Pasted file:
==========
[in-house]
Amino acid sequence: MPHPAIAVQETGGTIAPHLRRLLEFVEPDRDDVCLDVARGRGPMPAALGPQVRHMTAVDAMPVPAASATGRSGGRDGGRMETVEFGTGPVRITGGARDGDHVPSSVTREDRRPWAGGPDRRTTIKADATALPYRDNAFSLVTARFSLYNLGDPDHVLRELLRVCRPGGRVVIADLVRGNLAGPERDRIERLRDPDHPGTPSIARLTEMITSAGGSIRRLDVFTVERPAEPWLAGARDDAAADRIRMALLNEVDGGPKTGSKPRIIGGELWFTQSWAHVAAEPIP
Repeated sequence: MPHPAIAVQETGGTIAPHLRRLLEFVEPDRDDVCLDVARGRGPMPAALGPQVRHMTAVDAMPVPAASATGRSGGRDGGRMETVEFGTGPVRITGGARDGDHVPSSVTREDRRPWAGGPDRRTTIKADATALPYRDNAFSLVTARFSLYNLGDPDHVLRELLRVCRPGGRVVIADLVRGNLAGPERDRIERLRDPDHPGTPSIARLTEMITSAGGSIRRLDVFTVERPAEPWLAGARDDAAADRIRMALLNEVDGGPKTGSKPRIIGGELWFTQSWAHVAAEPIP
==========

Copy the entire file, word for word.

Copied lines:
[in-house]
Amino acid sequence: MPHPAIAVQETGGTIAPHLRRLLEFVEPDRDDVCLDVARGRGPMPAALGPQVRHMTAVDAMPVPAASATGRSGGRDGGRMETVEFGTGPVRITGGARDGDHVPSSVTREDRRPWAGGPDRRTTIKADATALPYRDNAFSLVTARFSLYNLGDPDHVLRELLRVCRPGGRVVIADLVRGNLAGPERDRIERLRDPDHPGTPSIARLTEMITSAGGSIRRLDVFTVERPAEPWLAGARDDAAADRIRMALLNEVDGGPKTGSKPRIIGGELWFTQSWAHVAAEPIP
Repeated sequence: MPHPAIAVQETGGTIAPHLRRLLEFVEPDRDDVCLDVARGRGPMPAALGPQVRHMTAVDAMPVPAASATGRSGGRDGGRMETVEFGTGPVRITGGARDGDHVPSSVTREDRRPWAGGPDRRTTIKADATALPYRDNAFSLVTARFSLYNLGDPDHVLRELLRVCRPGGRVVIADLVRGNLAGPERDRIERLRDPDHPGTPSIARLTEMITSAGGSIRRLDVFTVERPAEPWLAGARDDAAADRIRMALLNEVDGGPKTGSKPRIIGGELWFTQSWAHVAAEPIP